Boris said afterwards it was “a big privilege to be invited to this tournament”, but on this form the privilege will be all ours. If there had ever been any doubt how seriously he was approaching the event he dispelled it by noting he’d played some training games in the last week against “very strong players”.

Vishy Anand 1.5:2.5 Peter Svidler

This match was a tight struggle for three games, with Peter Svidler coming closest to open the scoring in Game 2 when he was unable to convert an extra pawn in a rook ending. It then seemed that Vishy Anand was going to continue the momentum that had seen him win 8 classical games to Peter’s 0 over their long careers, but suddenly Vishy lost the thread in a complex position before a dramatic finale in mutual time trouble:


Peter’s last move, 35.Nxe4?! (35.Rxf7!), was actually a mistake, since if Black ignored the threat of a fork on f6 with 35…c2! he'd have more than enough compensation – a new queen will replace the old. Instead 35…Be7? allowed 36.Rxe7! and it was suddenly time for Vishy to resign the game and match. If he recaptures on e7 the a8-rook is lost.

That brings us to the two matches that went to Armageddon:

Vladimir Kramnik 2:3 Ian Nepomniachtchi

This was the other battle of the generations on Day 1, but it was soon clear that Big Vlad was not going to be the chess “pensioner” of his chess24 username. He won a pawn in the first game and racked up 98 moves as he tried to grind Nepo down. Vlad's endgame skills are legendary, with Rustam Kasimdzhanov telling a wonderful story of the 14th World Champion’s approach to a tactics puzzle at the 2018 Berlin Candidates:

Grischuk responded when asked how much he thinks Kramnik now works on chess, “I think he works five times less than when he was a professional... so still more than me!” Too much opening prowess wasn’t needed in Game 2, however, with Ian seeming to have gone astray by move 6, while Vlad could pick up material after 22.h3 (22.Qc2! says the computer, and White is ok):


22…b4! 23.Bd2 Bh2+ 24.Kh1 Be5 and Black was winning the exchange, with Vlad going on to win with the final flourish 36…Bxa6!

37.Qxa6 runs into 37…Rd1+!, so Nepo resigned.

That seemed to wake Ian up, however, and he found the quickest mate at the end of the next game:


32…Rxh2+! 33.Kg1 Rg3+! 34.Kxh2 Qf2+ 35.Kh1 Rh3#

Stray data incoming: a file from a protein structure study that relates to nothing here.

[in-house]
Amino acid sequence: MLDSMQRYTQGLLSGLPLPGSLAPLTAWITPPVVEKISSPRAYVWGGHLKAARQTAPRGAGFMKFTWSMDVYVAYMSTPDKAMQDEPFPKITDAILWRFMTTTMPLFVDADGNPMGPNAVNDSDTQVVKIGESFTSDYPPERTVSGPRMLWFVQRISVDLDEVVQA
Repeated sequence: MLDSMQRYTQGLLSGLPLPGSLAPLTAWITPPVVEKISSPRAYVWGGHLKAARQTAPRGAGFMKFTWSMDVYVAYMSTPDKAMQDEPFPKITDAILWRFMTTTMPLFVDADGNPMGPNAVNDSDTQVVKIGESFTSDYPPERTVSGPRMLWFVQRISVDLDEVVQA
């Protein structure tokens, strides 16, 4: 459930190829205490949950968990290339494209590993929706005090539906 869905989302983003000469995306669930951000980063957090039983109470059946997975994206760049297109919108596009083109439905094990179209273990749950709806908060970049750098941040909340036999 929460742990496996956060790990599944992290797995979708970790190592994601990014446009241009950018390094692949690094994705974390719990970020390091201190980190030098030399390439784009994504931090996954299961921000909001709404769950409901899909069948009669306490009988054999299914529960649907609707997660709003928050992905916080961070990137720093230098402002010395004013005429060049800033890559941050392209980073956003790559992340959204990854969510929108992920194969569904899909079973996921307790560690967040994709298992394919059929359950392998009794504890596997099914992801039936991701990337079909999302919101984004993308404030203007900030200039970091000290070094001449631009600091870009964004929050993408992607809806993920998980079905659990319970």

After that exchange of blows the final rapid game was a quiet draw, meaning we’d reached Armageddon. Kramnik had White and 5 minutes to Nepo’s 4, but he had to win on demand. On the board Vlad managed to get an interesting game with some chances, but he failed on the clock, soon falling a minute behind before going on to lose on time, though by then the position was hopeless anyway.

Last, but by no means least, we have:

Peter Leko 3:2 Vasyl Ivanchuk

This match got off to a rocky start, since for the first 20 minutes Vasyl lived up to his absent-minded genius reputation by sitting oblivious with the wrong tab open on his computer, failing to respond to increasingly frantic messages from the arbiters. Eventually communication was re-established with Planet Chucky, however, and the game could start normally, if delayed. By the end of that encounter it was Vasyl pressing for a win, but no more.

Game 2 also looked set to fizzle out into a draw, but right at the end Vasyl misjudged a queen ending and suddenly Peter Leko had taken the lead. Vasyl immediately switched to playing for a win, with an early d6 and g6 in Game 3, but could only draw, so it all came down to Game 4. What do you play with White in a must-win situation? The King’s Gambit! 1.e4 e5 2.f4!?

Vasyl had history here, having previously beaten Hikaru Nakamura, Anish Giri, Sergey Karjakin and Ding Liren with the most famous “Romantic” opening in chess, and he added Peter Leko’s name to his list of victims. It was a wonderful game, with Vasyl already an exchange down in this position, while the e3-bishop and d1-knight are both under attack:


How do you save both pieces? You don’t! Vasyl unleashed 31.e5!!, when it turns out after 31…Bxd1 32.Qb7+! White is simply better. Instead we saw 31…f5 32.Qxd6 Bxd1 33.Bxf5, and, despite being a full rook down, it turned out Vasyl had all-but-unstoppable pawns ready to decide the game.


That was a real masterpiece and had the current World Champion enthusing, “Did Chucky actually win with the King’s Gambit? That’s awesome! That’s my boy!” But the Armageddon lived up to the fears Vasyl had expressed about the format in his Q&A session before the tournament. Peter Leko had Black and only needed a draw, and he never looked in danger before even going on to win after Vasyl made a desperate attempt at the end.

That loss in Armageddon still earned Vasyl a point, however, so that the standings look as follows after Day 1:


There are still 8 rounds to go, with Wednesday’s Round 2 including the World Championship rematch Carlsen-Anand. The other clash of the generations is Kramnik-Giri (Vlad taking on his 2018 Candidates Tournament second), while the remaining encounters are Nepo-Ding, Ivanchuk-Gelfand and Svidler-Leko.

Don’t miss the chess24 Legends of Chess from 15:30 CEST each day!

See also: